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Corruption is the enemy of successful governance. It jeopardises the reign of democracy and hinders the proper rule of law. At present, 88% of Ukrainians consider corruption a significant threat to the country, a figure that continues to soar.

As the Russia-Ukraine war continues to drag on, many now worry that corruption has manifested in Ukraine's politically connected players. These players are using the conflict as a chance to enrich themselves by extorting and weakening commercial rivals and redistributing corporate assets in an attempt to form a new elite of oligarchic wealth under the guise of Western sanctions.

War and Corruption

War creates plenty of opportunities for corruption. As government resources and funding are mobilised as part of Ukraine's war effort, anti-corruption measures and the maintenance of the rule of law have fallen secondary in the list of state priorities. In other words, less time and attention are allocated to enforcing accountability and oversight. Concerns have even sparked among Western allies regarding the distribution of aid sent to Ukraine, and they are calling for answers regarding how funds are being spent and used among local authorities.

According to reports, since the beginning of the conflict, 84% of anti-corruption experts and entities have abandoned their activities, leaving a vacuum of unfilled posts in the bid to fight against Ukrainian graft. Another 47%, including journalists and prominent activists, argue they feel endangered if they continue to pursue corruption investigations or speak out against the government.

Just For Show?

As corruption scandals linking top Ukraine officials to money laundering and embezzlement cases surfaced earlier this year, President Volodymyr Zelensky's government responded by issuing firings and open investigations into the alleged crimes and vowing to take a zero-tolerance approach to corruption.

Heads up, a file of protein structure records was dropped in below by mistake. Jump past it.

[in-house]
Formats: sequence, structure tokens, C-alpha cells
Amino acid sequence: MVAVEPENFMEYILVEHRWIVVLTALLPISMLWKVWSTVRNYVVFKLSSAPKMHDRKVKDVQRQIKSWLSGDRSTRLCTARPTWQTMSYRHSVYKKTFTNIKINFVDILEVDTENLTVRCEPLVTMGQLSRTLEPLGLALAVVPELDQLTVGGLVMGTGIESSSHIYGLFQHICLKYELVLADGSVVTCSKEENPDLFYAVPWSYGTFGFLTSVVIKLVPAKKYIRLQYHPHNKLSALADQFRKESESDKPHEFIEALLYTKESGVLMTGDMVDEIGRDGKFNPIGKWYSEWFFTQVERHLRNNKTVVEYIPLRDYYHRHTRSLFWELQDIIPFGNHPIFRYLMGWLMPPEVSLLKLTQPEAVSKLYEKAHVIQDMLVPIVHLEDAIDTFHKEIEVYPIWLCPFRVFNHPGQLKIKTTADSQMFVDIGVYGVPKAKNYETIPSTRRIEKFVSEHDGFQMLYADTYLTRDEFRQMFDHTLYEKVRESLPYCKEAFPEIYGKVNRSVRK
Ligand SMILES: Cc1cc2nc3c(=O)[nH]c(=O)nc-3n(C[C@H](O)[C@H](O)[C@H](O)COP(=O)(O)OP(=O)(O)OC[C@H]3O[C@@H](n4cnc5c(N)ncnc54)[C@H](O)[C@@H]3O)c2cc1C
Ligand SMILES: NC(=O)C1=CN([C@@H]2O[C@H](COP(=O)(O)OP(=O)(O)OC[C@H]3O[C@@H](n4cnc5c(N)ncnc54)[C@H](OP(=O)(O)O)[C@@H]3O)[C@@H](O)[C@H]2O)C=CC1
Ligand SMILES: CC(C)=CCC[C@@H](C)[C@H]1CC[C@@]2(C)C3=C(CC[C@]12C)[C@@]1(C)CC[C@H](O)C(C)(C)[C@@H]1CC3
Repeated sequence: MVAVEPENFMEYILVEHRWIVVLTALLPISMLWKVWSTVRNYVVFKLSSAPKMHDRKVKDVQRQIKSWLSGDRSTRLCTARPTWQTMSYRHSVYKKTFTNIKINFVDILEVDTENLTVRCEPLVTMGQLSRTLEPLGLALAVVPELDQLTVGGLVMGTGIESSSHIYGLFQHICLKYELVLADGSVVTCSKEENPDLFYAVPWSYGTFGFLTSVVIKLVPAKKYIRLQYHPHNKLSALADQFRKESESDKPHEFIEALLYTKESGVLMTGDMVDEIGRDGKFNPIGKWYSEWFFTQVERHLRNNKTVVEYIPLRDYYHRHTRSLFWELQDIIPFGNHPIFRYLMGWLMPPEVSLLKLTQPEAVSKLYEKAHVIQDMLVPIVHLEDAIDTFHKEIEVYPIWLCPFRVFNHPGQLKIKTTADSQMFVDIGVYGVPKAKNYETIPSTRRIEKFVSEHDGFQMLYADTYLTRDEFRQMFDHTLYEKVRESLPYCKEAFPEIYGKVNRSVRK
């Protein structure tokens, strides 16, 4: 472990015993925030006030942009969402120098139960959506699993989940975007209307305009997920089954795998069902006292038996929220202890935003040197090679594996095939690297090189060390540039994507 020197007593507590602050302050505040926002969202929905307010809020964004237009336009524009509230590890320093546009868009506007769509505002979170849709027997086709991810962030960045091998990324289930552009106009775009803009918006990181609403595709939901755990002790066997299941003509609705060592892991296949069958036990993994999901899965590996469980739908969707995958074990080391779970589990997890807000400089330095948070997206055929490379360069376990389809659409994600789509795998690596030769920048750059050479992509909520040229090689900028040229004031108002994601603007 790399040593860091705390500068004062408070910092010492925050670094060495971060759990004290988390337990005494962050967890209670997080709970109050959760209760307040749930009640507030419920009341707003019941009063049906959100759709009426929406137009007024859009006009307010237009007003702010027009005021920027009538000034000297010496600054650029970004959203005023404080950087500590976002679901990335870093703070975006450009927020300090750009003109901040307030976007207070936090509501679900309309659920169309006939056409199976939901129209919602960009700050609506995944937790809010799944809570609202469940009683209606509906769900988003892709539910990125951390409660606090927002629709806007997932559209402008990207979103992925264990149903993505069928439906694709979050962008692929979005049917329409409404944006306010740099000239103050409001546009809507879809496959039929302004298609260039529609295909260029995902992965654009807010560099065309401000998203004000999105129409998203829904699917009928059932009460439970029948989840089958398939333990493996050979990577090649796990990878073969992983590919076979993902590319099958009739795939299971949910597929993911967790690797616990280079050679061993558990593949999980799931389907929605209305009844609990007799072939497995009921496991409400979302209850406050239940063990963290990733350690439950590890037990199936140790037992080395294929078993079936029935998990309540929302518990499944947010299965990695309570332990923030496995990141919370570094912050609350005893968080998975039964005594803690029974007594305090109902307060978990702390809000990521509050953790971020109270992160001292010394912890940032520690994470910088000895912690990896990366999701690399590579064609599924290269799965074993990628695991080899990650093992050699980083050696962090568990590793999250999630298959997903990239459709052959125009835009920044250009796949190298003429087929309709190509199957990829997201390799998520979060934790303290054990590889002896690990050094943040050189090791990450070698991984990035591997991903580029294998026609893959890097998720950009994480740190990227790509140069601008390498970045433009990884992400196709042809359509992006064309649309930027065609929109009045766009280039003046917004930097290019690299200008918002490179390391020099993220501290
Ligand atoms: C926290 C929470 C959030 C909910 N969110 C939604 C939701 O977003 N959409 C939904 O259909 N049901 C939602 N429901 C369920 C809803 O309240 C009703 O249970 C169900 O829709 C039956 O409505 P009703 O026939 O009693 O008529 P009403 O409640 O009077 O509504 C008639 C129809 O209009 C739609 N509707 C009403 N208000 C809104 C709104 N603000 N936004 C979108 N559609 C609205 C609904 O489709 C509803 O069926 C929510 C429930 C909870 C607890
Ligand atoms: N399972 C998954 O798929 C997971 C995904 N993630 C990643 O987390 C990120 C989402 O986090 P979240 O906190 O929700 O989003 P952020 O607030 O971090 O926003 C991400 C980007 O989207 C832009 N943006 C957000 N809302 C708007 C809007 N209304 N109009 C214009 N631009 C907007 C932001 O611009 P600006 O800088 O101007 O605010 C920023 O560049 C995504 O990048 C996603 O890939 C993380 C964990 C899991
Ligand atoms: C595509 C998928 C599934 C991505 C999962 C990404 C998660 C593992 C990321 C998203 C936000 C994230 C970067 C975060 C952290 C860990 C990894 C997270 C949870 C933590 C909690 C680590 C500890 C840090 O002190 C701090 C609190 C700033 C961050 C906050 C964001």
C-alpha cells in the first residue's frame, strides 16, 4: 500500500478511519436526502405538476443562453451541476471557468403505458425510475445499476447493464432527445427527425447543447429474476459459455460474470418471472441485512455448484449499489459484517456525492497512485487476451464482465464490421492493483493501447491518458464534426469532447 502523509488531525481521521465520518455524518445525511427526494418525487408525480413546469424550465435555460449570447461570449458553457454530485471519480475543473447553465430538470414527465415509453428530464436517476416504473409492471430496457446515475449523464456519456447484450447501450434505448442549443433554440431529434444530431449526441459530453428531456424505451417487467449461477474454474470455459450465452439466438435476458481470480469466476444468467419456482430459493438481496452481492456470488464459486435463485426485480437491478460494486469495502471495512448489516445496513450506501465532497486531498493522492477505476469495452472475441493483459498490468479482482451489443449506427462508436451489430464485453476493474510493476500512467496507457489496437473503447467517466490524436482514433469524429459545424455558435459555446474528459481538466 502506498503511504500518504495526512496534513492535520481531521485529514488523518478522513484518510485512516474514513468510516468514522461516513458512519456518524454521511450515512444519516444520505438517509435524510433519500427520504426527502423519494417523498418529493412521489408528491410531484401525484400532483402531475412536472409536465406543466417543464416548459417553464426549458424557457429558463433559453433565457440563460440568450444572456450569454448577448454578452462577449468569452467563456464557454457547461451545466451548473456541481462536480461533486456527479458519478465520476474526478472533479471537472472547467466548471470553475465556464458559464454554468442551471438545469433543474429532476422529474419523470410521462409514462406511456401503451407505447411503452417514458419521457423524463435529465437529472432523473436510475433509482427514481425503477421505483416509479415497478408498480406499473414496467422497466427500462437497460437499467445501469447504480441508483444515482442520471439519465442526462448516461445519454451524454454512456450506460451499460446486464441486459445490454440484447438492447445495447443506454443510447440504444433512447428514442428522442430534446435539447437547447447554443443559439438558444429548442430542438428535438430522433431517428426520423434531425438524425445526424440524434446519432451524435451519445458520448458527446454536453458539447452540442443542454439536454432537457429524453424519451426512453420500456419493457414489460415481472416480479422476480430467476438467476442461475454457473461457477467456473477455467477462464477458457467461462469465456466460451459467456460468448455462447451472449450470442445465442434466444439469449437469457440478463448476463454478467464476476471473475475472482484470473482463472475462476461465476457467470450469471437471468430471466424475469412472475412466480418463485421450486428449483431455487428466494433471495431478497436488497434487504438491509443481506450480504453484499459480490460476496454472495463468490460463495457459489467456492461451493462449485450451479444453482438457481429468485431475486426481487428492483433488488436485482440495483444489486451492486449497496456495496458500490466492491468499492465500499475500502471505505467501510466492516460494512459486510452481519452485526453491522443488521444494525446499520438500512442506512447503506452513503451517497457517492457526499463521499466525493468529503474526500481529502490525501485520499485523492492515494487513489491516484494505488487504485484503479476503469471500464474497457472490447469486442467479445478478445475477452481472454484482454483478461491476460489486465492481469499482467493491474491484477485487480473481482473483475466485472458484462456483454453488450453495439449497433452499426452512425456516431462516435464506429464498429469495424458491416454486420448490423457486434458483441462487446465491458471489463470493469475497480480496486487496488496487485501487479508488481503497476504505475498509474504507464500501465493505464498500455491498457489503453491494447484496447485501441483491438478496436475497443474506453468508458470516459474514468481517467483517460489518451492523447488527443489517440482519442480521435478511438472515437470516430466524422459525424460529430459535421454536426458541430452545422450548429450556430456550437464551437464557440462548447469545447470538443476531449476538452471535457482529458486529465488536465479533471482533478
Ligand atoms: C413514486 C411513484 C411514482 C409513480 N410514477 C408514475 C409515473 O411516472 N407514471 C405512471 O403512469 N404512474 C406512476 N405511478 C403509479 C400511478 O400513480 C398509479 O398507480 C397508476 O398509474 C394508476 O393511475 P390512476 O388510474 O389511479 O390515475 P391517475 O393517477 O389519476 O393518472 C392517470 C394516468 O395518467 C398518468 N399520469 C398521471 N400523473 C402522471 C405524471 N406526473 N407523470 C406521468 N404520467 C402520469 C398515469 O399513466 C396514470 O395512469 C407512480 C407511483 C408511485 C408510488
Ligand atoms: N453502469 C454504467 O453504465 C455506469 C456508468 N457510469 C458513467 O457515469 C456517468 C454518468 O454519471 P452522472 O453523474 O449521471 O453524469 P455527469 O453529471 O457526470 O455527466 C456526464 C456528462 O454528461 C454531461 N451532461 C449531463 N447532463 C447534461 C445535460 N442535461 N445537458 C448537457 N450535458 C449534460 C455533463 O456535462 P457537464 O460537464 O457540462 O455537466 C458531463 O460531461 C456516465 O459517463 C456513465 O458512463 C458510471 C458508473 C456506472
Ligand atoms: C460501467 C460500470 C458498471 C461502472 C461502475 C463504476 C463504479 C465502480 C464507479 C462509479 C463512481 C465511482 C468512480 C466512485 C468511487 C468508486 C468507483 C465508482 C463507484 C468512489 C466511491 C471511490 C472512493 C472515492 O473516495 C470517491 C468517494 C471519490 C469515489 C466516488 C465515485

A bigger question, however, remains: How widespread are these graft cases? Do the ousters and resignations represent a real and prolonged effort to crack down on corruption, or are they only part of a public show to reassure its Western partners, from whom aid is dwindling, and the Ukrainian public?

There seems to be a growing disparity between the criteria of Western sanctions against Russia and that of Ukraine's sanctions regime. While Western sanctions tend to be based on transparent criteria, their Ukrainian counterparts seem quite opaque, incoherent, and sometimes lack legitimacy.

Businesses Under Threat

Several notable Ukrainian companies claim that sanctions imposed against them and their owners are baseless and are now demanding judicial review and proper investigation. Many others have been victims of unjustified corporate raids. Such has been the case of Smart Holding, one of Ukraine's most prominent investment conglomerates, which has faced dubious criminal charges under highly vague national security grounds and was approached with a fire-sale buyout offer hours before a series of police raids were carried out across the firm's head office and subsidiaries.

According to Smart Holding's CEO, Julia Kiryanova, 'Nobody's safe.' The raids also forced the company to lay off 3,000 staff members, proving that corporate raids impact the livelihoods of Ukrainian citizens.

Sense Bank, Ukraine's top commercial lender, was allegedly unlawfully appropriated by the Ukrainian political elite under the guise of sanctions. From March 2022 onward, a series of arbitrary laws relevant to ABH Holdings (ABHH), Sense Bank's former owner, were passed. These laws were designed to specifically target and eventually expropriate the bank for a third-party sellout to seek profit. The legal framework placed ABHH and Sense Bank in a stalemate, where Sense Bank could neither dispose of or transfer shares nor comply with the new laws.

The expropriation was unlawful and harmed Sense Bank's substantial European minority shareholders, such as the international banking group UniCredit and the Mark Foundation for Cancer Research. Since then, ABH Holdings S.A, the former owner of Sense Bank, has initiated arbitration proceedings against Ukraine to seek compensation of US$1 billion for the bank's unlawful expropriation.

The seizure of assets under the guise of sanctions is reminiscent of the privatisation of state assets in Russia in the 90s. It illustrates a form of systemic corruption by which limited interest groups take control of institutions and processes directly linked to the execution of public policy. Such practices undermine the security of foreign investments and Ukraine's sovereignty.

If the government wrongly sanctions domestic or foreign companies, it must provide for a clear framework and legitimate appeal process, observing the rule of law. The absence of any due process ultimately undermines Ukraine's justification of its defense against Russia's illegal invasion.